POPI and what online merchants need to know

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19th April 2018
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POPI and what online merchants need to know


We’ve all fallen victim to unsollicited emails, phone calls and mail even though we were sure we ticked (or unticked) the right boxes. But there is hope. POPI (South Africa’s Protection of Personal Information Act) will come into effect in the next two years, meaning digital marketers and the brands they work with need to start preparing now to deal with the changes.

Current South African law stipulates you can contact whoever you want through digital channels, such as email or SMS, until they tell you to stop. However, POPI will turn this on its head by changing the digital marketing model from an opt-out form of consent to an opt-in one.

This is not necessarily a bad thing for brands because they’ll likely end up with smaller contact lists, but of higher quality, because consumers have chosen to invest in them and have a vested interest. But if you are in the business of buying and selling leads, POPI may be more troublesome, as you will effectively need double consent from consumers: To sell their info and to provide it to a third party who would then contact them.

Start preparing now

While POPI is still roughly two years away from full implementation, digital marketers and brands can still make moves now to ensure they are prepared for the transition.

  • Do some investigative research and ensure you know where your contact data came from.
  • Implement a strategy to clean the data (i.e. get consent from those on the list to be included).
  • Ensure that an unsubscribe option is present in all your direct marketing material.

Two important notes for brands: Firstly, customer consent must be voluntary, specific and informed, and if their saying ‘no’ means they don’t have access to a service, then that becomes extortion. Secondly, you need to get consent from your current contact lists, unless you told them they would be marketed to and there is always an unsubscribe option available. Also crucial to note is there’s a big difference between unsolicited digital marketing and your consumers signing up for your newsletter. They have already given their consent for the latter.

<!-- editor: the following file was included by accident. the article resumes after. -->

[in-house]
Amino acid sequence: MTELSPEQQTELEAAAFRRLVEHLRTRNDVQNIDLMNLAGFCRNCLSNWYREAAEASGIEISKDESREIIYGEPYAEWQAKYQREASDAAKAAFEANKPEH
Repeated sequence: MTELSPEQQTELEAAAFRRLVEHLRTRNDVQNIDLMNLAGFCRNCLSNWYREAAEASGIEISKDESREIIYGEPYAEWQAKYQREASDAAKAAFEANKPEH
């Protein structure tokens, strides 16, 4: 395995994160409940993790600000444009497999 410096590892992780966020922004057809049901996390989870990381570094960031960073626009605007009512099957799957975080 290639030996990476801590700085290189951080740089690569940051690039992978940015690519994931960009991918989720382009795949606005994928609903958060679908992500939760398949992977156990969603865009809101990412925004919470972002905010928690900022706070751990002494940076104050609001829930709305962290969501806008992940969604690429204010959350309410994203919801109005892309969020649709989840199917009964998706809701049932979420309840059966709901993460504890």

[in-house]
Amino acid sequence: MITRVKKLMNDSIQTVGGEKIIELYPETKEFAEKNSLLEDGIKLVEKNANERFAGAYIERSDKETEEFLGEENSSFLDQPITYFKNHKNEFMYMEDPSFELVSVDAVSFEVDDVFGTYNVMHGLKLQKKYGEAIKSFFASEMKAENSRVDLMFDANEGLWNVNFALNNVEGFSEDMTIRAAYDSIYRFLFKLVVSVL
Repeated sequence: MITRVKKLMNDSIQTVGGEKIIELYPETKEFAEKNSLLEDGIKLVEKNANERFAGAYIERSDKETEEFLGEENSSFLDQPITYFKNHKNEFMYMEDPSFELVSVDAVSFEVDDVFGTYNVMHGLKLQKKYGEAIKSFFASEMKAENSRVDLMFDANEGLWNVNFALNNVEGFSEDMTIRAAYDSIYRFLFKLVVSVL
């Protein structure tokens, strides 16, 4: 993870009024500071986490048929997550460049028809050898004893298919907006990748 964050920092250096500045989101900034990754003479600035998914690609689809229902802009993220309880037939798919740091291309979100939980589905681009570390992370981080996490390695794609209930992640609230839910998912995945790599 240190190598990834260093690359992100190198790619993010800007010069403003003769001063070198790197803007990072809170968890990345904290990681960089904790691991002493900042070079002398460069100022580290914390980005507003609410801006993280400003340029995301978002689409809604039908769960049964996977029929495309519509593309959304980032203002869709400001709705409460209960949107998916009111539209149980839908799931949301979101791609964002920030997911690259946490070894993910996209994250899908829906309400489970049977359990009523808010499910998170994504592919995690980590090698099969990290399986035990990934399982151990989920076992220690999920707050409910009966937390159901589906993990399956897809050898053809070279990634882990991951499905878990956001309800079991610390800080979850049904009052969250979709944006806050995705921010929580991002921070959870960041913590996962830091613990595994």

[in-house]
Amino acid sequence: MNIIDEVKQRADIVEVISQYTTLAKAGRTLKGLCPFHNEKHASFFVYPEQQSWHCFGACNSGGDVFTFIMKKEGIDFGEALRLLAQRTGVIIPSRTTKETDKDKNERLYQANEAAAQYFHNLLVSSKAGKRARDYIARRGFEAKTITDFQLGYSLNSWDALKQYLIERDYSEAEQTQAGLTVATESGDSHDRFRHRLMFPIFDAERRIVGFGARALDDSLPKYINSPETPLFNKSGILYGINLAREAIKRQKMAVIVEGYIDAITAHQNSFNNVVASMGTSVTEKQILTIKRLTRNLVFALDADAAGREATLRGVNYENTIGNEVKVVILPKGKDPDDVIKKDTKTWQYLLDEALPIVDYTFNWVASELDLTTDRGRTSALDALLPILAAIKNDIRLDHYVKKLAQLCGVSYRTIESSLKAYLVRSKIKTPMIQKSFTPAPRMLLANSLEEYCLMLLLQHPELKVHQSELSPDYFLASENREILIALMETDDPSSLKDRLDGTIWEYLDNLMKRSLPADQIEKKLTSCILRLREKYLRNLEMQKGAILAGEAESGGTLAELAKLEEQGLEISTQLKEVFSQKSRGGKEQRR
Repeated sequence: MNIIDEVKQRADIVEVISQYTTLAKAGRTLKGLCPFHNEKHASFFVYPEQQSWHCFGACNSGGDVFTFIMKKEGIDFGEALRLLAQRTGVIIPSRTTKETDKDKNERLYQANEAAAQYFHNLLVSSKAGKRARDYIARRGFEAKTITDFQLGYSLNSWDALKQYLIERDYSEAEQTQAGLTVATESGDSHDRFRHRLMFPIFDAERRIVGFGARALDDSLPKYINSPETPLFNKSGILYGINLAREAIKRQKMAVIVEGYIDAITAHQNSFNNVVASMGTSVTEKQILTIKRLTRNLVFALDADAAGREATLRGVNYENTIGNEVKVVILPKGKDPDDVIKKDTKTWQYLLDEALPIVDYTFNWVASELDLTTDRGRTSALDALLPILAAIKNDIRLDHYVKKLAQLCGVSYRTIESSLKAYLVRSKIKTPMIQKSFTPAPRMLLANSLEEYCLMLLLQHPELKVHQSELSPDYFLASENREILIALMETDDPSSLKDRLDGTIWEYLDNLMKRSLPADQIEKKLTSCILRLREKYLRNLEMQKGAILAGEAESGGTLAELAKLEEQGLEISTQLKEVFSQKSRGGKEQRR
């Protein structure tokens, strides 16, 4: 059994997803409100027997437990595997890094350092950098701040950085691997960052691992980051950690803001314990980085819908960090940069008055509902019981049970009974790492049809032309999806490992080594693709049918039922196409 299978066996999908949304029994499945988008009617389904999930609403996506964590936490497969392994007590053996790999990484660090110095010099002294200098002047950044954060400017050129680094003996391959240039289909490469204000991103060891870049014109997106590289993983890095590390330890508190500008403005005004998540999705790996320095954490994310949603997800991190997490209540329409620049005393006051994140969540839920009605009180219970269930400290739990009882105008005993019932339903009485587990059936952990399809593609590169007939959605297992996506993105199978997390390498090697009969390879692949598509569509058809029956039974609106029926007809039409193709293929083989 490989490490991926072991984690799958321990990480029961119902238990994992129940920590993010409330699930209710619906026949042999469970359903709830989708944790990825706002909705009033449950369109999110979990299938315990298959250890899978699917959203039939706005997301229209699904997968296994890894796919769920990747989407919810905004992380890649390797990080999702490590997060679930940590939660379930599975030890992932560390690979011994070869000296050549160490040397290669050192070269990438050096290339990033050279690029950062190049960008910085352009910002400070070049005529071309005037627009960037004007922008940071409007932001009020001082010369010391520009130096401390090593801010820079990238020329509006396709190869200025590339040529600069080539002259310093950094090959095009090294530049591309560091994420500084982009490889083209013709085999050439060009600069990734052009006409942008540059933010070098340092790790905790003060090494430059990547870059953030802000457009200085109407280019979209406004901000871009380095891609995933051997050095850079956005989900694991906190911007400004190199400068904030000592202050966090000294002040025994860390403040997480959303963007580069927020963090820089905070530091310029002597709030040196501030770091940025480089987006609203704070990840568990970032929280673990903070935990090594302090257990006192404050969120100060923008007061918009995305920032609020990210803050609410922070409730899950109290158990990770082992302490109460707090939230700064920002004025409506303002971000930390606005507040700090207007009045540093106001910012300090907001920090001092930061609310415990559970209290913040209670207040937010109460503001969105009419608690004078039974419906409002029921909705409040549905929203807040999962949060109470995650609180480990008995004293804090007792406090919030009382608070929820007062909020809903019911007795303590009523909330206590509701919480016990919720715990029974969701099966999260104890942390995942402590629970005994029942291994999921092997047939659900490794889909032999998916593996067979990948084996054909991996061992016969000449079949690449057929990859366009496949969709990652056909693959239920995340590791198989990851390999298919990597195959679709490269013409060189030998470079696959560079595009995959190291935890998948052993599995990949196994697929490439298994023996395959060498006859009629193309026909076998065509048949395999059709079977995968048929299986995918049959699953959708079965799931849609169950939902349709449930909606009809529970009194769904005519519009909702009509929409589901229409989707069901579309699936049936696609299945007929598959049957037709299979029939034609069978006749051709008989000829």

The POPI Act provides eight information protection principles to govern the processing of personal information.

People often provide information for one reason and do not realise that it may be used for other purposes as well. Therefore POPIA prescribes eight specific principles for the lawful processing and use of personal information. In a nutshell, the POPIA principles are:

  • The processing of information is limited which means that personal information must be obtained in a lawfully and fair manner.
  • The information can only be used for the specified purpose it was originally obtained for.
  • The POPI Act limits the further processing of personal information. If the processing takes place for purposes beyond the original scope that was agreed to by the data subject, the processing is prohibited.
  • The person who processes the information must ensure the quality of the information by taking reasonable steps to ensure that the information is complete, not misleading, up to date and accurate.
  • The person processing the personal information should have a degree of openness. The data subject and the Information Regulator must be notified that data is being processed.
  • The person processing data must ensure that the proper security safeguards and measures to safeguard against loss, damage, destruction and unauthorised or unlawful access or processing of the information, has been put in place.
  • The data subject must be able to participate. The data subject must be able to access the personal information that a responsible party has on them and must be able to correct the information.
  • The person processing the data is accountable to ensure that the measures that give effect to these principles are complied with when processing personal information.

So, whether one has totally embraced POPI or not – or truly understands the legal responsibilities it enforces upon businesses and organisations, there is no denying it has altered the scope of data protection, management and governance in South Africa.

Daniel Gross – CEO

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